Objective: To evaluate the natural course of disease progression in patients with Sanfilippo syndrome type B (mucopolysaccharidosis type IIIB), identify potential end points for future therapy trials, and characterize biomarkers related to the disease. Study design: A prospective, multicenter study was conducted. Baseline, 6-month, and 12-month assessments included neurodevelopmental status (Bayley Scales of Infant Development, Third edition), adaptive status (Vineland Adaptive Behavior Scales, Second Edition), volumetric brain magnetic resonance imaging, cerebrospinal fluid heparan sulfate, and urine glycosaminoglycan (GAG) measurements. Results: Nineteen patients aged 1.6-31.7 years were enrolled. Over 12 months, cognition, adaptive behavior, and cortical gray matter volume (GMV) declined in most patients. For patients diagnosed at <6 years, although there was no overall mean change over 12 months, there were 10%-48%, 3%-66%, and 1%-14% decreases in cognitive development quotient score, Vineland Adaptive Behavior Scales, Second Edition development quotient score, and cortical GMV in 8/12, 9/11, and 10/11 patients, respectively. Mean urine GAG and cerebrospinal fluid heparan sulfate levels were stable, but patients diagnosed at <6 years (n = 14) had higher levels than those ≥6 years at diagnosis (n = 4), which was likely associated with age as they also were generally younger. Conclusions: Cognition, adaptive behavior, and cortical GMV measures sensitively tracked deterioration in patients with mucopolysaccharidosis type IIIB aged ≤8.6 years. Biomarkers may have prognostic value, but their sensitivity to disease progression requires further investigation. These findings should help evaluate enzyme replacement and gene therapy agents for this rare, devastating, neurodegenerative disease. Trial registration: ClinicalTrials.gov: NCT01509768.
Bibliographical noteFunding Information:
C.W. received honoraria, travel grants, and consulting fees from Shire. M.C. performed research for studies sponsored by BioMarin Pharmaceutical, Genzyme, and Shire; she received honoraria and travel support from BioMarin Pharmaceutical, Chiesi, Genzyme, and Shire for speaking and consulting. K.M. received consulting fees from BioMarin Pharmaceutical, Orphazyme, Actelion, Shire, and Sanofi Genzyme. P. Harmatz received consulting fees from Alexion, Armagen, BioMarin Pharmaceutical, Chiesi, Genzyme Sanofi, Inventiva, PTC Therapeutics, ReGenXBio, and Shire; he also received research funding from Alexion, Armagen, BioMarin Pharmaceutical, Genzyme Sanofi, Shire, Inventiva, Sangamo, and Ultragenyx. E.S. received honoraria and research grants from Shire, and consulting fees through Shapiro Neuropsychology Consulting LLC. I.N. served as a consultant for Armagen, BioMarin Pharmaceutical, Genzyme, ICON, and Lysogene. D.A. and D.W. are full-time employees of, and stockholders in, Shire. P. Haslett was an employee of Shire at the time of this study.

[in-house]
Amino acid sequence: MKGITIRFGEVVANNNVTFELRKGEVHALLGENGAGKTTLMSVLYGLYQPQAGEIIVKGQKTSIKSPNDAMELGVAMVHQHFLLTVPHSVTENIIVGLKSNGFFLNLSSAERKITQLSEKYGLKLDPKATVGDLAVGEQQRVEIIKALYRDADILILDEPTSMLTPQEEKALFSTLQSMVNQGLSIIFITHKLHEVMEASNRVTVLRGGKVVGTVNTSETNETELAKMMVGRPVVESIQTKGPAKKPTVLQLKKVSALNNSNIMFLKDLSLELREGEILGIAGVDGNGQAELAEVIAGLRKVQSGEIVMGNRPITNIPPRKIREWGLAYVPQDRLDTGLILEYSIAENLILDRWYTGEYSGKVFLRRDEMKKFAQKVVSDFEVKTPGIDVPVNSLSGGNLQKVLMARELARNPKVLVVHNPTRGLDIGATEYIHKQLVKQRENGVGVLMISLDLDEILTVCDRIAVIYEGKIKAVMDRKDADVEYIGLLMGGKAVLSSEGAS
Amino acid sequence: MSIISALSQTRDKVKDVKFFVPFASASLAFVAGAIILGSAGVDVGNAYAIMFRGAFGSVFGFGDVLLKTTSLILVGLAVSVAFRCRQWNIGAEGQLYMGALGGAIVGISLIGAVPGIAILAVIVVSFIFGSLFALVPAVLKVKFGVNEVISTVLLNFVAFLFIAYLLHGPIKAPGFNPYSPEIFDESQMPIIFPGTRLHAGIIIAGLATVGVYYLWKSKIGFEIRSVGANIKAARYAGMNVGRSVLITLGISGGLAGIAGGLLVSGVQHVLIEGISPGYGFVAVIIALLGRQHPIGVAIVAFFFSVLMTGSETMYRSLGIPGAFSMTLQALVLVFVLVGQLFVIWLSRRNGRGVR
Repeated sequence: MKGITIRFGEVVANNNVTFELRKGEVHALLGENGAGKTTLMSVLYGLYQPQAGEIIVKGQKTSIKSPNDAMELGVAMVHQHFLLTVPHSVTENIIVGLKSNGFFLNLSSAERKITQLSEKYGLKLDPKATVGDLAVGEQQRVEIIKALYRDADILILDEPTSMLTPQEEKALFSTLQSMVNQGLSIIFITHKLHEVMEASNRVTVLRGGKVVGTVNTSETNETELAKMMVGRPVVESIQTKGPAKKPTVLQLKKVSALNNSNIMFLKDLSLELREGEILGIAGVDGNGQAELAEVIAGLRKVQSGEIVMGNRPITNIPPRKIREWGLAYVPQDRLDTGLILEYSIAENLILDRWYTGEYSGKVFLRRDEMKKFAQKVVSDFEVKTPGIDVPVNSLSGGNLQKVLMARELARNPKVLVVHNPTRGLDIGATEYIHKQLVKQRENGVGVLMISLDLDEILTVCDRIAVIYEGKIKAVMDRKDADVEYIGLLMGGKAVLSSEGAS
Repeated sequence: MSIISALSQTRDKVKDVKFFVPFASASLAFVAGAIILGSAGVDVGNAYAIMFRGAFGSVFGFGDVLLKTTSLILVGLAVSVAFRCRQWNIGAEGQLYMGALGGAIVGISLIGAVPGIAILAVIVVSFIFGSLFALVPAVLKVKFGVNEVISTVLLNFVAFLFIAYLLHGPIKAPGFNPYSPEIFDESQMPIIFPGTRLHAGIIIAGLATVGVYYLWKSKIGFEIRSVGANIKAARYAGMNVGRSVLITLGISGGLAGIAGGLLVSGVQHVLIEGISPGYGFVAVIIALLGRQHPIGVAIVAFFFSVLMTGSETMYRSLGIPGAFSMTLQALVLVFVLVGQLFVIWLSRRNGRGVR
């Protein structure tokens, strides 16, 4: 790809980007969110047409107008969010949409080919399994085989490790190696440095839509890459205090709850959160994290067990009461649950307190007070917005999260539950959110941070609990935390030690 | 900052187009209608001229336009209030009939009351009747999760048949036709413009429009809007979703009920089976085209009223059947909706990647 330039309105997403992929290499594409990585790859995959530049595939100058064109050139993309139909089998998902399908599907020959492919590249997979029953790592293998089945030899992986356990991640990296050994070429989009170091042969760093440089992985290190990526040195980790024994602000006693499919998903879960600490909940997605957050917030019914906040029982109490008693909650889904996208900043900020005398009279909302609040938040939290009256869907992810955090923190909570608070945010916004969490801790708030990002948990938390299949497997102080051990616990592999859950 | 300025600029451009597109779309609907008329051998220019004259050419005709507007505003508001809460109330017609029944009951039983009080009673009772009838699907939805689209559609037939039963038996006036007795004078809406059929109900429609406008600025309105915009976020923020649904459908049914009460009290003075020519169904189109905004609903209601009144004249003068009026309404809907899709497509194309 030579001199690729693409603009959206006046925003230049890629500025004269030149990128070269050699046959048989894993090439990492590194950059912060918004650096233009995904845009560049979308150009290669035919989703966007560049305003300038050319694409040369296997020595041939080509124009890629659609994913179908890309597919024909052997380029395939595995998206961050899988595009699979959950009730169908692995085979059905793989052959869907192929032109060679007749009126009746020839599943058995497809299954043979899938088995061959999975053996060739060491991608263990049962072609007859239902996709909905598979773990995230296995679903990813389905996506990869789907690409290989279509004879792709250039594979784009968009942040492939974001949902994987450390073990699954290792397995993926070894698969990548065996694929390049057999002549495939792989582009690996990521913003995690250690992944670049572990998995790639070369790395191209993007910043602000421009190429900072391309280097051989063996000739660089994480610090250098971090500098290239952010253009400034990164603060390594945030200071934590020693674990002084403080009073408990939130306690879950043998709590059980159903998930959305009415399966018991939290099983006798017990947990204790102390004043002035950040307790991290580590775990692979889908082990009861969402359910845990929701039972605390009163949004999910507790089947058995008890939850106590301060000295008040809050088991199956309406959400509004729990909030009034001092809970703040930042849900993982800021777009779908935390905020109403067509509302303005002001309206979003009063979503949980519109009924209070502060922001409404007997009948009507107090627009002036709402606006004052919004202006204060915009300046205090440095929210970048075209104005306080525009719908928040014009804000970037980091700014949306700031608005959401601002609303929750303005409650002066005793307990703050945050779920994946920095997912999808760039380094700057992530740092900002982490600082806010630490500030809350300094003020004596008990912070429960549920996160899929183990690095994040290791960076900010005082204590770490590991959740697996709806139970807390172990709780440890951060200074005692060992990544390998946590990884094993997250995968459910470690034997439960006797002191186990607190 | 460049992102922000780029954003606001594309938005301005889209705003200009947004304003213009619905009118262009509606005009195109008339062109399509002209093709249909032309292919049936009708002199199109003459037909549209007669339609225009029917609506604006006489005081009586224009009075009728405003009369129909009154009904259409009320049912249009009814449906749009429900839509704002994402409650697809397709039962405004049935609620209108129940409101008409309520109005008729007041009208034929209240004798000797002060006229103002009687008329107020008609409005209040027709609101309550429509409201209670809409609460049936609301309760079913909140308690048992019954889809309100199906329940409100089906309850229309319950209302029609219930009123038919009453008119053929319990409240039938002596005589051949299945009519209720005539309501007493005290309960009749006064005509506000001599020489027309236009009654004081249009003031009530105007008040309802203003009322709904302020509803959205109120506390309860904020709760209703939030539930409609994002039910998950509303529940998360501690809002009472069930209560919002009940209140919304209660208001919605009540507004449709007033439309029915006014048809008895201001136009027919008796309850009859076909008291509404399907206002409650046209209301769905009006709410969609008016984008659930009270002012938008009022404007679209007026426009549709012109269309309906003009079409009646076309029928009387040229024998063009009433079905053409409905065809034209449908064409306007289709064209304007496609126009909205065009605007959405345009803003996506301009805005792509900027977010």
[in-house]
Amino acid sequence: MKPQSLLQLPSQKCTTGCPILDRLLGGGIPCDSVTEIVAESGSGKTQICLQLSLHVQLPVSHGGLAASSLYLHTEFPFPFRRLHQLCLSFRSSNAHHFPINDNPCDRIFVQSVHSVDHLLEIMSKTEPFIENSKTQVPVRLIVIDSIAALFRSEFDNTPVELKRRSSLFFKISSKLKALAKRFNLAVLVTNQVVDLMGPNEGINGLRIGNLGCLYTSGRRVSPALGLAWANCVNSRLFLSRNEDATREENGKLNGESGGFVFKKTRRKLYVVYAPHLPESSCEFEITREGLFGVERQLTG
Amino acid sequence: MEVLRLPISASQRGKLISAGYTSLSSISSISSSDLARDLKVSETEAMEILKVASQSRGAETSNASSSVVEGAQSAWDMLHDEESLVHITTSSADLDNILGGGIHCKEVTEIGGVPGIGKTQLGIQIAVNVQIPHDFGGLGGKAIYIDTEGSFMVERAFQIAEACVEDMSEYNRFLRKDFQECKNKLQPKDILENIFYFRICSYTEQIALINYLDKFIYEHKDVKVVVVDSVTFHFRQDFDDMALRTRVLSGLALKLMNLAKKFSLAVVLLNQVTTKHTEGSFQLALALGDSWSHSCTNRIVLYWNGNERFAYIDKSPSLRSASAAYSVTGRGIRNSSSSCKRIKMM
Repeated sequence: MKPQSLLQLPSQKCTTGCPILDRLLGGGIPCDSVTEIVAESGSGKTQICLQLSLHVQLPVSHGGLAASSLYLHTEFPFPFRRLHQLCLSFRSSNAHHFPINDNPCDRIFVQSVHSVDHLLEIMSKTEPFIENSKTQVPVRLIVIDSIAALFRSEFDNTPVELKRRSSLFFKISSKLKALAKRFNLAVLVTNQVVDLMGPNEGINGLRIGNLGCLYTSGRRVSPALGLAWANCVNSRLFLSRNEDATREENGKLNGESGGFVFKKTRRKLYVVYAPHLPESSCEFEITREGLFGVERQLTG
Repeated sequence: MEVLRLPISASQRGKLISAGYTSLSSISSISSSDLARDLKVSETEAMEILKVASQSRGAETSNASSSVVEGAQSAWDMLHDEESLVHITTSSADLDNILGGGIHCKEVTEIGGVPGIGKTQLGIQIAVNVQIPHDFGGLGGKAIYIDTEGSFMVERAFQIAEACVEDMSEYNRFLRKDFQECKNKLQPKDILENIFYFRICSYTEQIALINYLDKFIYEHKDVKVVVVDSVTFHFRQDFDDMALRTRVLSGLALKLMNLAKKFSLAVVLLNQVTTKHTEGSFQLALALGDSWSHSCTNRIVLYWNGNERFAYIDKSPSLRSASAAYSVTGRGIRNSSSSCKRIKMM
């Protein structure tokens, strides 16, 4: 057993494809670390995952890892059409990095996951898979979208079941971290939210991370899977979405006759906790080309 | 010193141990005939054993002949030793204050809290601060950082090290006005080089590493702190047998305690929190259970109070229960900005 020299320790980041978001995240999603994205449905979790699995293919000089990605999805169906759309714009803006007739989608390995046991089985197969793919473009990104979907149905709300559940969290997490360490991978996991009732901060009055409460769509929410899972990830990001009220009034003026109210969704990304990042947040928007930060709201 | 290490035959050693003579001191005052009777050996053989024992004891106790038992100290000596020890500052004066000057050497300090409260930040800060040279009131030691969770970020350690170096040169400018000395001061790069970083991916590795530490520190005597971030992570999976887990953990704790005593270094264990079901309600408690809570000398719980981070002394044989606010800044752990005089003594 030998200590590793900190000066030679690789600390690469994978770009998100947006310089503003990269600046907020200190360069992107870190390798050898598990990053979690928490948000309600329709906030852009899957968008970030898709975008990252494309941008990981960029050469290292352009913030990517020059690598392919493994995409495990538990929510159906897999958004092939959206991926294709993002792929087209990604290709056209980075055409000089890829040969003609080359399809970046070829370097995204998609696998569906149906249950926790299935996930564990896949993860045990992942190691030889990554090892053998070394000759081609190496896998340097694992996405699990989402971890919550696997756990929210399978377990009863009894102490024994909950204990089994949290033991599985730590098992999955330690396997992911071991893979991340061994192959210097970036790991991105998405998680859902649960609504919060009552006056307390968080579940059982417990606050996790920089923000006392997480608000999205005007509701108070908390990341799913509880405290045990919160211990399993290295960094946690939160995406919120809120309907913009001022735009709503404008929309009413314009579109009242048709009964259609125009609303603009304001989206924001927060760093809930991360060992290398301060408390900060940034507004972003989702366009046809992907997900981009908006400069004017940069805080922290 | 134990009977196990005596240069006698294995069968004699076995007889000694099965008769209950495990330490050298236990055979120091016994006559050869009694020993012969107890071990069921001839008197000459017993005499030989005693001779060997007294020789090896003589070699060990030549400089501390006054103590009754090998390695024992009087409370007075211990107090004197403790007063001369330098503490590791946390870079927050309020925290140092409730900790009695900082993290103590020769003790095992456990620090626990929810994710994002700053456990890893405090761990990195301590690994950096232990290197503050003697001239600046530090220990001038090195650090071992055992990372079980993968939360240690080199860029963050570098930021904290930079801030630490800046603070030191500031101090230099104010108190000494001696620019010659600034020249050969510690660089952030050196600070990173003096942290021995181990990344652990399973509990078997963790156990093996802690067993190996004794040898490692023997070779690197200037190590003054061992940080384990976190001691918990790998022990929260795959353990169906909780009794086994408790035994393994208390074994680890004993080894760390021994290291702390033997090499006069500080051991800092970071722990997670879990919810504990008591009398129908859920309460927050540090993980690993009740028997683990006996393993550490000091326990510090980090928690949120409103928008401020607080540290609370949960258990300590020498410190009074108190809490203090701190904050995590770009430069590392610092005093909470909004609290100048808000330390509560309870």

Funded by Shire Human Genetic Therapies, Lexington, MA, USA. Although employees of the Sponsor were involved in the design, collection, analysis, interpretation, and fact checking of information, the content of this manuscript, the interpretation of the data, and the decision to submit the manuscript for publication in The Journal of Pediatrics was made by the authors independently. Shire International GmbH, Zug, Switzerland provided funding to Excel Medical Affairs for support in writing and editing all drafts of this manuscript. This work including quantification of magnetic resonance neuroimaging and selection and implementation of neurocognitive assessments was also supported, in part (to C.W., E.S., and I.N.) by a US federal grant, the Lysosomal Disease Network ( U54NS065768 ), which is a part of the Rare Diseases Clinical Research Network (RDCRN), an initiative of the Office of Rare Diseases Research (ORDR), and NCATS. This consortium is funded through a collaboration between NCATS, NINDS, and NIDDK, the University of Minnesota's Center for Neurobehavioral Development (CNBD), and the Minnesota Supercomputing Institute (MSI). This publication was supported, in part (P.H., UCSF Benioff Children's Hospital Oakland), by the National Center for Advancing Translational Sciences, National Institutes of Health (NIH), through UCSF- CTSI grant number UL1 TR000004 . Its contents are solely the responsibility of the authors and do not necessarily represent the official views of the NIH.
© 2018 Elsevier Inc.
- disease progression
- mucopolysaccharidosis type III B
- prospective study